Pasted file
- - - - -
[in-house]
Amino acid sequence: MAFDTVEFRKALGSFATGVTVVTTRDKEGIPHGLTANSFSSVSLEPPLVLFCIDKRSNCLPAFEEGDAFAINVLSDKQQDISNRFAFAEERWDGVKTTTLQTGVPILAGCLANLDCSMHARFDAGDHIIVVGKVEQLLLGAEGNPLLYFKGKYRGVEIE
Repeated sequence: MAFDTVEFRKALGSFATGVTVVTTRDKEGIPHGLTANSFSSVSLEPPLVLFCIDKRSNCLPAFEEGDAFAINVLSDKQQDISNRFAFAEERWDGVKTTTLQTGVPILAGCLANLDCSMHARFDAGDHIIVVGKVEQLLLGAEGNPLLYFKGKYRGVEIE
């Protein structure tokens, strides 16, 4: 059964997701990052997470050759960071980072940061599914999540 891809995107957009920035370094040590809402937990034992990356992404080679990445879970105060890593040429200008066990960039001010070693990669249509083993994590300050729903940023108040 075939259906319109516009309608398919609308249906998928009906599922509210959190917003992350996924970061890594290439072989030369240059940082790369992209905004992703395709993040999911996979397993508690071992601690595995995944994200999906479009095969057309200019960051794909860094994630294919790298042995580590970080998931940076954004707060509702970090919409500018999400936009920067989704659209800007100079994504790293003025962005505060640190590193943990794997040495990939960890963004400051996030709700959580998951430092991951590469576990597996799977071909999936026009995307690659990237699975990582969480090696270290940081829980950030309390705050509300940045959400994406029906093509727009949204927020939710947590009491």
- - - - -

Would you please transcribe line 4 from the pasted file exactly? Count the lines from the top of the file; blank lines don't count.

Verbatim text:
């Protein structure tokens, strides 16, 4: 059964997701990052997470050759960071980072940061599914999540 891809995107957009920035370094040590809402937990034992990356992404080679990445879970105060890593040429200008066990960039001010070693990669249509083993994590300050729903940023108040 075939259906319109516009309608398919609308249906998928009906599922509210959190917003992350996924970061890594290439072989030369240059940082790369992209905004992703395709993040999911996979397993508690071992601690595995995944994200999906479009095969057309200019960051794909860094994630294919790298042995580590970080998931940076954004707060509702970090919409500018999400936009920067989704659209800007100079994504790293003025962005505060640190590193943990794997040495990939960890963004400051996030709700959580998951430092991951590469576990597996799977071909999936026009995307690659990237699975990582969480090696270290940081829980950030309390705050509300940045959400994406029906093509727009949204927020939710947590009491």